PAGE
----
Diabetes doesn’t just cause fatigue and irritability. It can cause real damage to your body. Diabetes, hypertension or a combination of the two cause 80% of end-stage kidney disease worldwide.
India is on its way to becoming the diabetes capital of the world. There are approximately 74 million cases of diabetes in the adult population in 2021 and experts from the International Diabetes Federation predict that number will reach 93 million in 2030 and 124 million in 2045.1.
Diabetes doesn’t just cause fatigue and irritability. It can cause real damage to your body. Diabetes, hypertension or a combination of the two cause 80% of end-stage kidney disease worldwide2. Diabetes and chronic kidney disease are strongly associated with cardiovascular disease. Diabetic foot and lower extremity complications, which affect 40-60 million people with diabetes worldwide, are a significant source of morbidity in people with diabetes2. Chronic ulcers and amputations lead to a significant reduction in quality of life and increase the risk of early death2.
Another known complication of diabetes is diabetic retinopathy – an eye condition that is the most common cause of vision loss in people with diabetes. Based on an analysis of 35 studies conducted worldwide between 1980 and 2008, the overall prevalence of any diabetic retinopathy in people with diabetes using retinal images has been estimated at 35%, with diabetic retinopathy threatening vision present in 12%2. In India, this problem is complicated by lack of awareness and the high prevalence of undiagnosed diabetes. An estimated 43.9 million Indians have diabetes, but have not yet been diagnosed2.
So how does diabetic retinopathy affect vision? High blood sugar, when left unchecked, creates blockages in the small blood vessels that keep your retina healthy. The retina is a lining at the back of the eye that transforms light into images. Blood vessels can swell, leak, or bleed, often leading to vision changes or blindness. This condition usually affects both eyes. When left untreated, diabetic retinopathy can scar and damage your retina and lead to vision loss4.
Diabetic retinopathy can affect people with all types of diabetes, whether it is type I diabetes, type II diabetes or gestational diabetes. Nearly two-thirds of all patients with type II diabetes and almost all patients with type I diabetes are expected to develop diabetic retinopathy over a period of time3.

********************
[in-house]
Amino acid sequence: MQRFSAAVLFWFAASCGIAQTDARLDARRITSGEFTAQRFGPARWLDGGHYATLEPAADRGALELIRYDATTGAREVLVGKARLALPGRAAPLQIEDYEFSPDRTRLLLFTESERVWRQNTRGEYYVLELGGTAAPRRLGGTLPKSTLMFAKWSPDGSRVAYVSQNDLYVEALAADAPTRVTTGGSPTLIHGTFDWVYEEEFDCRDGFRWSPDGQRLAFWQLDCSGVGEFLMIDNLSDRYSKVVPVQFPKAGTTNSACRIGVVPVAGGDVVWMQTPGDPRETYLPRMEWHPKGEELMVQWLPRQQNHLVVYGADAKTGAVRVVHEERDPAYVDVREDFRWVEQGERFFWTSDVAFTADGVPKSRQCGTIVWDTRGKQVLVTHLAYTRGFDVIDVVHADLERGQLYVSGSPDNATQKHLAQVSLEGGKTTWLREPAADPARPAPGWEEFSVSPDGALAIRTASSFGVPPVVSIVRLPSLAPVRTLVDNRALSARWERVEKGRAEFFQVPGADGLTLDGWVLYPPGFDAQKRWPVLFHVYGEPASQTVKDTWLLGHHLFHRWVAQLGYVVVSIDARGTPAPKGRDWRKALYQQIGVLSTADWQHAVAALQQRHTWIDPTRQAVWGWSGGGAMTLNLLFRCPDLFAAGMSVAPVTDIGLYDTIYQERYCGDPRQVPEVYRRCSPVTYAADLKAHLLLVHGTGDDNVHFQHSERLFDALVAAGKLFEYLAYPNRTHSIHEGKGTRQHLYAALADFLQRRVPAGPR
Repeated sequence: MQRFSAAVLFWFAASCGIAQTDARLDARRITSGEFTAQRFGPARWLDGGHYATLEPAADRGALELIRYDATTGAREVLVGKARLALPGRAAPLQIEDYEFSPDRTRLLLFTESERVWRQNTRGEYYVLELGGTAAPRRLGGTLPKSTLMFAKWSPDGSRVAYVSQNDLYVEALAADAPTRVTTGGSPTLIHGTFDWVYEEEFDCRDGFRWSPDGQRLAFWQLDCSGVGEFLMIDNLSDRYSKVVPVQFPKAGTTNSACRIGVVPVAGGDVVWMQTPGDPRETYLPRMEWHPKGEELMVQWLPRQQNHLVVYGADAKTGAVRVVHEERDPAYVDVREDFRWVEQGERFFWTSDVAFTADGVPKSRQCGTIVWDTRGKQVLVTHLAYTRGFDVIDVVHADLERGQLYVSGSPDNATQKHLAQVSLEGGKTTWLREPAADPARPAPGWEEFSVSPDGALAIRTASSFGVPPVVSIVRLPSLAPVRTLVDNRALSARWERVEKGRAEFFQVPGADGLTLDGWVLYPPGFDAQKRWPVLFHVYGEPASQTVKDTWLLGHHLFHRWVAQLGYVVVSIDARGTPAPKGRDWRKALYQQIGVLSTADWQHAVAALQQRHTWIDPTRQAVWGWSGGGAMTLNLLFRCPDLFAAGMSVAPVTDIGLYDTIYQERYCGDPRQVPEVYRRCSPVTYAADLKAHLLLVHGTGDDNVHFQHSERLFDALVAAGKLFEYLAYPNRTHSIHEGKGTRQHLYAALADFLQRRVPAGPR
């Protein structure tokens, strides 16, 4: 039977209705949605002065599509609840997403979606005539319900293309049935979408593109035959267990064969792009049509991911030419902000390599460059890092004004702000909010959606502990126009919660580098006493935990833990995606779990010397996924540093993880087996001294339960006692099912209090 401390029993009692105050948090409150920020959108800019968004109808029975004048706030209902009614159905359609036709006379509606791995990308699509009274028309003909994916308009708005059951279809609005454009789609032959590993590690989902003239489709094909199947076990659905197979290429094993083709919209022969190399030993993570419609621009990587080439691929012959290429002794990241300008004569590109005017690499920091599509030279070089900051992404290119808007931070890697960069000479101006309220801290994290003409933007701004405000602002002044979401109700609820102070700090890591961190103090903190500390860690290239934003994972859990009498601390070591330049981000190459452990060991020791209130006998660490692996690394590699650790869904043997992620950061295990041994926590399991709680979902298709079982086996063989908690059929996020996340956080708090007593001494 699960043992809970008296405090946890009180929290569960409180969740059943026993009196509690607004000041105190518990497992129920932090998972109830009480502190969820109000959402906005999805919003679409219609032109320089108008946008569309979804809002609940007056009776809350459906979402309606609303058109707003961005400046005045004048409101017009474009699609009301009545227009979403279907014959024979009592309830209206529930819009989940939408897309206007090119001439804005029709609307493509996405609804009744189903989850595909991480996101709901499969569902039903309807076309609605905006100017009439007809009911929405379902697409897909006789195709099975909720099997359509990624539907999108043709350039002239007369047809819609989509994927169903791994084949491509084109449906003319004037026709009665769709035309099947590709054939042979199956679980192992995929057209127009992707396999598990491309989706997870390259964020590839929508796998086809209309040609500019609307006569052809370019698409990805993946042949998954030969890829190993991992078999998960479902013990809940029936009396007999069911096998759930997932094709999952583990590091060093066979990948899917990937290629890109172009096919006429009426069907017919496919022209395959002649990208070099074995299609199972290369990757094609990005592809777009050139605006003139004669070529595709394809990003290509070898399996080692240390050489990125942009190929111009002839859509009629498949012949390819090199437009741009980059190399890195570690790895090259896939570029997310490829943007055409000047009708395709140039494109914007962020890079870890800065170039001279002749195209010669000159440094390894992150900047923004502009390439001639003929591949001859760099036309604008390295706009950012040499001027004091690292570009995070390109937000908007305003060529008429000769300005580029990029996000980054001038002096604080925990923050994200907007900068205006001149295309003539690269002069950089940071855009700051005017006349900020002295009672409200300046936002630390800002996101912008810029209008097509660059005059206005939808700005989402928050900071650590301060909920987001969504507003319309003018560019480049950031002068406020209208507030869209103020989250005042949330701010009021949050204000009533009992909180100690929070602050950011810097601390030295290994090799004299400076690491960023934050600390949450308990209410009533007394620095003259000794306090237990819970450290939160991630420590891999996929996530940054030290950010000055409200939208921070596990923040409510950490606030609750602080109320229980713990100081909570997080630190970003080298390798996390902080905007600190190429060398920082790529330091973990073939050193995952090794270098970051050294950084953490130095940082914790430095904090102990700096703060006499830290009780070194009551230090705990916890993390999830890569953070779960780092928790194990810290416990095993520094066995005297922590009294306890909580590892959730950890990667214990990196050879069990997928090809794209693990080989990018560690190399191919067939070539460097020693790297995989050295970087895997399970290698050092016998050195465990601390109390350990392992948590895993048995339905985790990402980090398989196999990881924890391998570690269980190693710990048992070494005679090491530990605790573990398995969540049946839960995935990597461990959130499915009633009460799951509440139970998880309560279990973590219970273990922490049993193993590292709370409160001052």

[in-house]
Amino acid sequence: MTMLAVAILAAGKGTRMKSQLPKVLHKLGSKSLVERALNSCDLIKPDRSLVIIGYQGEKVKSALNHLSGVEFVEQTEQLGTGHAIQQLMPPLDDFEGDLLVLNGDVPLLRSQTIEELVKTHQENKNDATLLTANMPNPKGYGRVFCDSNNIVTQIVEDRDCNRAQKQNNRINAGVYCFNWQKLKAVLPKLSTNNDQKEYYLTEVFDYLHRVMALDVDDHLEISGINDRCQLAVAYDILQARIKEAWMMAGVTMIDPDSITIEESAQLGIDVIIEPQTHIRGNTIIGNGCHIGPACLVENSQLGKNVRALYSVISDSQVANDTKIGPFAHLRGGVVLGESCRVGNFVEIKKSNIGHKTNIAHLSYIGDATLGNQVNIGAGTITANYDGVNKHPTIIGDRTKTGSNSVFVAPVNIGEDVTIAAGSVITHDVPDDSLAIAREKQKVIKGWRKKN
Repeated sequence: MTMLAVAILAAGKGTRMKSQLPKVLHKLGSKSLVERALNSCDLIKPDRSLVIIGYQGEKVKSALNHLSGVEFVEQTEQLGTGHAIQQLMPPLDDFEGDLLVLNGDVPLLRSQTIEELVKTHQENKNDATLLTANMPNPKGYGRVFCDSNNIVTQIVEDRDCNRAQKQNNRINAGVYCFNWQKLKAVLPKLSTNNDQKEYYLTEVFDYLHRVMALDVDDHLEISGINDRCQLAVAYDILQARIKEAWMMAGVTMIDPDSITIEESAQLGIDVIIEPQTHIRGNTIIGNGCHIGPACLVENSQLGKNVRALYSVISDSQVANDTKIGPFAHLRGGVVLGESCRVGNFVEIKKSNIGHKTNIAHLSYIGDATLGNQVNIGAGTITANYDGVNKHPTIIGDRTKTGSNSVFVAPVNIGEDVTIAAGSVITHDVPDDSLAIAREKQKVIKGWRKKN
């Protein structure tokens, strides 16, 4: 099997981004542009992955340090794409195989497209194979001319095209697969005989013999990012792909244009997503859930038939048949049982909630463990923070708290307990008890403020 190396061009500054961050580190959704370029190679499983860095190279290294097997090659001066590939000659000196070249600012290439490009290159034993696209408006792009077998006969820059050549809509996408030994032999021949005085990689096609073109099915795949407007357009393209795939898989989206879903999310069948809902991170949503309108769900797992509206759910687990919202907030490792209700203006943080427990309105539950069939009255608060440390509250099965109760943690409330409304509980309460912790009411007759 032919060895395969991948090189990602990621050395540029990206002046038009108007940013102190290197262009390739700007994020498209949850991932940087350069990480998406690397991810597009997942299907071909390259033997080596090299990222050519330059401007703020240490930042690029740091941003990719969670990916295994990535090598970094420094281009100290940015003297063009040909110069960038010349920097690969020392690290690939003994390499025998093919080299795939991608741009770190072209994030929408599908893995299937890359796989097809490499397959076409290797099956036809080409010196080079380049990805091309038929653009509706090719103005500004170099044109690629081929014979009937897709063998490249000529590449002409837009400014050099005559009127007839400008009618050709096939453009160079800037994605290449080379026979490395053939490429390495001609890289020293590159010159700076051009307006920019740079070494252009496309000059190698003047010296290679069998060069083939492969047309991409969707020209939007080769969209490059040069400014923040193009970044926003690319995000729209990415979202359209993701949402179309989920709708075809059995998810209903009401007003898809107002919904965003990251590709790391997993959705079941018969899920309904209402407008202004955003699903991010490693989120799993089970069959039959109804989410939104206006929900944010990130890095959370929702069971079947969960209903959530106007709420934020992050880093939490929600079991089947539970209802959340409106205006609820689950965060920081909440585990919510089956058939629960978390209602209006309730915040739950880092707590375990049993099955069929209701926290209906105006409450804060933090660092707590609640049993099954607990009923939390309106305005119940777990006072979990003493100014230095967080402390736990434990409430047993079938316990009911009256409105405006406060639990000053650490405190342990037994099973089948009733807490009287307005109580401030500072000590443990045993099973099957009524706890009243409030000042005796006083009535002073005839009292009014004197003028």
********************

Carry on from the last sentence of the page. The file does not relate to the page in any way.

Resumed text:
You may not have any signs of diabetic retinopathy until the disease is already advanced. That’s why regular screening is essential – it’s a condition that can be prevented, but not reversed. Symptoms of diabetic retinopathy include blurred vision, inability to see colors, holes or floaters, or black spots in your vision. However, one of the first symptoms is a reading or driving problem.4. So if you’re starting to notice this and your blood reports put you in the diabetic or prediabetic category, it’s time to get tested.
Understanding the importance of diabetic retinopathy screening, Network 18 launched the initiative “Netra Suraksha” – India Against Diabetes, in association with Novartis. The initiative aims to raise awareness of diabetes and eye-related complications like diabetic retinopathy, the silent thief of sight. It aims to do so with the help of India’s medical community, think tanks and policy makers. In addition to regular roundtables and awareness campaigns, the initiative has also created a diabetic retinopathy self-check and will publish a number of articles and videos that will help people with diabetes (and those who are pre- diabetics) to better manage their overall health. health, especially that of their eyes.
Do your part: get yourself and your loved ones tested for diabetic retinopathy today. Start with the diabetic retinopathy self-check, and while you’re at it, make an appointment to have your blood sugar and blood pressure tested. Even if your blood sugar and blood pressure tests are clear, be sure to see an eye doctor at least once a year for a comprehensive eye exam.
A non-invasive and painless test is the first step in effectively combating the progression of diabetic retinopathy. Your doctor will dilate your pupils to look for any changes in the blood vessels in your eye or to see if new vessels have grown. They will also check if your retina is swollen or detached. All of this takes less than an hour.
Even if you are diagnosed with diabetic retinopathy, all is not lost. Diabetic retinopathy is a manageable condition, and after catching it early, you can take steps to prevent it from progressing further. In fact, type II diabetes is now considered a reversible disease, especially in the early stages.5. Give yourself the best chance of beating it, thanks to early detection!
As lifestyles and diets change, diabetic retinopathy is becoming an increasingly serious threat to eye health in India. Follow News18.com for more updates on the Netra Suraksha initiative and join the fight to save your loved ones from diabetes and diabetic retinopathy.
- IDF Atlas, International Diabetes Federation, 10th Edition, 2021
- IDF Atlas, International Diabetes Federation, 9th edition, 2019
- Gadkari SS, Maskati QB, Nayak BK. Prevalence of Diabetic Retinopathy in India: All India Ophthalmological Society Diabetic Retinopathy Screening Study 2014. Indian Journal of Ophthalmology. 2016 Jan;64(1):38.
- https://www.nei.nih.gov/learn-about-eye-health/eye-conditions-and-diseases/diabetic-retinopathy December 10, 2021
- https://www.healthline.com/health/type-2-diabetes-reversible#type-1-vs-type-2 December 10, 2021
Grab the NetraSuraksha self-check here.